For his part, the six-time Wimbledon champion Federer seemed to punish Spaniard Albert Ramos in the first round for all of his country's sins against him, 79 minutes, 1, 1 and 1. He also made short work of Fabio Fognini before playing four tough sets against 29th seed Julien Benneteau in the third round. We say a tough four sets because after losing a fourth set tiebreak (in which he was two points from the upset), Benneteau simultaneously cramped and wilted against a jailbroken Federer in the fifth. Xavier Malisse pushed Federer to four sets in a match where the Swiss took treatment for a back injury and admitted to being "scared" about his physical state. The ensuing quarterfinal against Mikhail Youzhny, though, was vintage Federer. An hour and a half, no fuss, no muss, no sign of the bad back.
As Federer's back injury comes and goes, a lot of this semi will hinge on whether Federer's operating at near optimal health. If he isn't, against Djokovic, it will be a whitewash. Assuming Federer is healthy, there is an interesting quirk in an otherwise comprehensive head-to-head picture, Djokovic has never met Federer at Wimbledon, or on grass. Centre Court has always been where Federer plays his best tennis. If he's serving well and hitting his spots, his anticipation and ability to take advantage of the nuances of the grasscourt tennis will serve him well. Federer may prove a tougher test on this surface than Nadal did last year. On the other hand, what Federer hasn't been this fortnight is consistently brilliant. That's exactly what Djokovic has been. With his fluid movement, unshakeable faith in his game and the momentum in the head-to-head, Djokovic can frustrate Federer, even here.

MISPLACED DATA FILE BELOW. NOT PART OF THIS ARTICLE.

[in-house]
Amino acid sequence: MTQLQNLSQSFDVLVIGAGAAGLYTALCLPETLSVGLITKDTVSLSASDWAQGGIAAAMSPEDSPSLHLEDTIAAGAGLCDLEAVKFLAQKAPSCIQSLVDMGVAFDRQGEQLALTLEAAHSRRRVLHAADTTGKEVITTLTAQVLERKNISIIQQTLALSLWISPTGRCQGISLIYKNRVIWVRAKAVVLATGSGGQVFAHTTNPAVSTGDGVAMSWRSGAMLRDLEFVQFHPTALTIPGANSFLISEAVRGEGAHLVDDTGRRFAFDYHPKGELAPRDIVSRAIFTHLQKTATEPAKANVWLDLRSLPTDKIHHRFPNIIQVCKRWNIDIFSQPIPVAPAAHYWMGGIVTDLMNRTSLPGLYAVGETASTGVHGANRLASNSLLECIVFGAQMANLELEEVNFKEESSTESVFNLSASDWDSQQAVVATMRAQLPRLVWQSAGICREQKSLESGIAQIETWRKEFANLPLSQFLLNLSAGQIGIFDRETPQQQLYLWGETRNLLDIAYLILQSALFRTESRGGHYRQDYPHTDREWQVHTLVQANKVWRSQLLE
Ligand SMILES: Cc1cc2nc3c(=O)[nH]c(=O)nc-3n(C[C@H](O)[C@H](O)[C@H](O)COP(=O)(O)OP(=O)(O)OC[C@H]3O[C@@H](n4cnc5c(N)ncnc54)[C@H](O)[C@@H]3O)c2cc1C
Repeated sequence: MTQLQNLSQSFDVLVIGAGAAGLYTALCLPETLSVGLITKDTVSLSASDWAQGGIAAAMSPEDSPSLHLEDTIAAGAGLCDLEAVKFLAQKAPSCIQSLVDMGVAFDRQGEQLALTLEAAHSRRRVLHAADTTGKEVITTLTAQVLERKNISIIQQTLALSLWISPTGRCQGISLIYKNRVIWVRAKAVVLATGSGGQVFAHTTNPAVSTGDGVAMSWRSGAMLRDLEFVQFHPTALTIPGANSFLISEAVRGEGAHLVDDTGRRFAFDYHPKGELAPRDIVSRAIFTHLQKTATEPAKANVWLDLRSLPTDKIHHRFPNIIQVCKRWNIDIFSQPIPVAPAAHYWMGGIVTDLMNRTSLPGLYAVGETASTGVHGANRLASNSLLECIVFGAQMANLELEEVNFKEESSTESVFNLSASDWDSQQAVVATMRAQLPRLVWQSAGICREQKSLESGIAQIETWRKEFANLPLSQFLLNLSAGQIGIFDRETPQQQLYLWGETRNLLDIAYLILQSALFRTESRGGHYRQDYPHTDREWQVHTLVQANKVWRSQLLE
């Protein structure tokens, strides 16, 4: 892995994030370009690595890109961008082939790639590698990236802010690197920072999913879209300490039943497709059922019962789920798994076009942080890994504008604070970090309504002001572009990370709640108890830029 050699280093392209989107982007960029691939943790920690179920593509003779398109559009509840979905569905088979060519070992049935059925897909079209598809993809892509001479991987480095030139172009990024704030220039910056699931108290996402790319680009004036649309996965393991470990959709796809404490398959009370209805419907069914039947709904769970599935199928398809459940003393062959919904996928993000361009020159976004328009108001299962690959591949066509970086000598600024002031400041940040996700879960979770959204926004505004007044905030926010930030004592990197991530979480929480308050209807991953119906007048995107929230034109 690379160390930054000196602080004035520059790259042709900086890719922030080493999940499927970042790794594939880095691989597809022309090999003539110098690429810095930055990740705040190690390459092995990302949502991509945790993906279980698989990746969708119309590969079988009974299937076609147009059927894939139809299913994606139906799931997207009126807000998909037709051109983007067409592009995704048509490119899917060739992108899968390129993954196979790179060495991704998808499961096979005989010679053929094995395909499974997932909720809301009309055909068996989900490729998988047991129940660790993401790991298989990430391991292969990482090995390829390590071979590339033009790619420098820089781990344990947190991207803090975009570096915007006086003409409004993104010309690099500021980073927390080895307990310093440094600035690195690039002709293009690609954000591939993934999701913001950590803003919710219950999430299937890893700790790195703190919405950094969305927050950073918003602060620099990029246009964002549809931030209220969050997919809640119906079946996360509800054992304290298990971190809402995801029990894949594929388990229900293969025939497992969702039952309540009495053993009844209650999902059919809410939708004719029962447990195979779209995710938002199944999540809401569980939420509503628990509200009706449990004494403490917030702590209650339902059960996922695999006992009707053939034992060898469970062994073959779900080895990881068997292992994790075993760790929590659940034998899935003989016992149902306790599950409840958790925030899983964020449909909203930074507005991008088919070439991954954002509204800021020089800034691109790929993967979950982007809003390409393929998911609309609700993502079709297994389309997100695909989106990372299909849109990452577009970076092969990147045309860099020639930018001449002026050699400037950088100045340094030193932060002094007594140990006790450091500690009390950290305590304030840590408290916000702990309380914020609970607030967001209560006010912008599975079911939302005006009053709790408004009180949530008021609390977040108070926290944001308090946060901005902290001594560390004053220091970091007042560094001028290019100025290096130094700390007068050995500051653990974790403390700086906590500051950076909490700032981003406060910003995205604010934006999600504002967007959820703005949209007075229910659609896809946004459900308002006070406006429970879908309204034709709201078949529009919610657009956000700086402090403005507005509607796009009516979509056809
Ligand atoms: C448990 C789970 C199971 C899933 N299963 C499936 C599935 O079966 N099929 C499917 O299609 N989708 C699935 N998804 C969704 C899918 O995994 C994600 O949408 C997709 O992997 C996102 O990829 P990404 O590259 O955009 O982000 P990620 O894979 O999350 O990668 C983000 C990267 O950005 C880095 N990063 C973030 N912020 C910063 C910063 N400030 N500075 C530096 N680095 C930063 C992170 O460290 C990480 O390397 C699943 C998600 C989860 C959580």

Winner: N. Djokovic
(5) Tsonga v. (4) Murray
If we could suggest a parody movie title for this match, it would be "There Will Be Nerves." Despite the caliber of player in the other men's semifinal, Tsonga and Murray may prove to be the more electric tennis. The head-to-head is pretty straightforward, five wins to one and both matches on grass, in favor of Andy Murray, but let's be honest, this isn't any other match. This is the Wimbledon semifinals, this one counts.